Guideline Index

Chapter 5: Understanding and Managing Soil Biology

5.6 Measurement of soil biology

Currently there are relatively limited options for commercial testing for soil biology.

Some tests assess microbial populations using direct observation via microscopy while, more recently, tests employing phospholipid fatty acid assays have become commercially available. While these tests provide some insight into soil biological populations, understanding of how to use this information is currently limited.

More sophisticated analytical tools using the science of genomics to target microbial genes to determine the functions that are active, or are potentially active in a soil, are being used to address R&D hypotheses. Testing for genes involved in the nitrogen cycle provides an insight into the potential nitrogen mineralisation or immobilisation that might occur in a given soil (Hayden et al, 2010). These tests can also show the presence or absence of genes involved in disease expression or control.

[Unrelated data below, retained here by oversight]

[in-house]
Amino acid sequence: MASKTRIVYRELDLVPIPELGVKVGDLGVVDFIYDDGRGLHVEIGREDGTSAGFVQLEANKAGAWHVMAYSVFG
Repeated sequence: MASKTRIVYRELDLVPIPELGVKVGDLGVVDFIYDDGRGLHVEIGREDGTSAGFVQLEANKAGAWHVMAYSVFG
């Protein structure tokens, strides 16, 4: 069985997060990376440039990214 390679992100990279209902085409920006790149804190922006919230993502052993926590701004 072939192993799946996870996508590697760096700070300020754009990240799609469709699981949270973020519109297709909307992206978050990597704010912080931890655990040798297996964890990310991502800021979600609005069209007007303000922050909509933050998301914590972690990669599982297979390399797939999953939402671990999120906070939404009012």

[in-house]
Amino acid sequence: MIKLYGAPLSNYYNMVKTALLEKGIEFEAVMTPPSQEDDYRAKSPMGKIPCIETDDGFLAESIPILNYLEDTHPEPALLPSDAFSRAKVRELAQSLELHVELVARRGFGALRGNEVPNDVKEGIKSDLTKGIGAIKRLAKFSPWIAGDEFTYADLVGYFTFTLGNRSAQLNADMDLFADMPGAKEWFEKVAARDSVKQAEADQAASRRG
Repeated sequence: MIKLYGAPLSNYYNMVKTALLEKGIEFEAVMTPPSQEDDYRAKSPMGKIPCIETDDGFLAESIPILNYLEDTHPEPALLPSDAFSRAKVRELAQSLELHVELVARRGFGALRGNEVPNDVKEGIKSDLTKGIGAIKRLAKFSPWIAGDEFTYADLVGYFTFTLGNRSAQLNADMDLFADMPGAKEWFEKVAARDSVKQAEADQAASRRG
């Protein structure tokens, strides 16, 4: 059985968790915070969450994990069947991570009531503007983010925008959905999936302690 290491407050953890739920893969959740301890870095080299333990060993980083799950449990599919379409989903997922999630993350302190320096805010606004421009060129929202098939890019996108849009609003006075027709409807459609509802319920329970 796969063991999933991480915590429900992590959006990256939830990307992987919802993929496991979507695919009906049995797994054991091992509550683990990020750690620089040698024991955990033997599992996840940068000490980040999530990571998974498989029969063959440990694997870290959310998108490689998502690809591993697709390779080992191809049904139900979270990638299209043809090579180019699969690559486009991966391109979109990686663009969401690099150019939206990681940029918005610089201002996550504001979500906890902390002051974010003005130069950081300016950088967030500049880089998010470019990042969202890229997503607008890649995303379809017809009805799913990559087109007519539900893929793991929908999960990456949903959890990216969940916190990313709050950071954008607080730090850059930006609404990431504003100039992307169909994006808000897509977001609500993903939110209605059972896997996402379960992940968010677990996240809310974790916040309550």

The future of soil biological testing is likely to focus on short term information relating to the potential for a soil to support efficient nutrient cycling for the coming season, or to the risk associated with pest or disease pressure. Longer term monitoring will reveal patterns in microbial community structure and function, the management of which will be aligned with recommended management practices. For example, biological testing may provide specific information on the effects of tillage, crop rotation, residue management, nutrient availability, or the use of a particular biocide. Such information will require calibration for different soil types and different climatic zones, but will be important for management and investment decisions.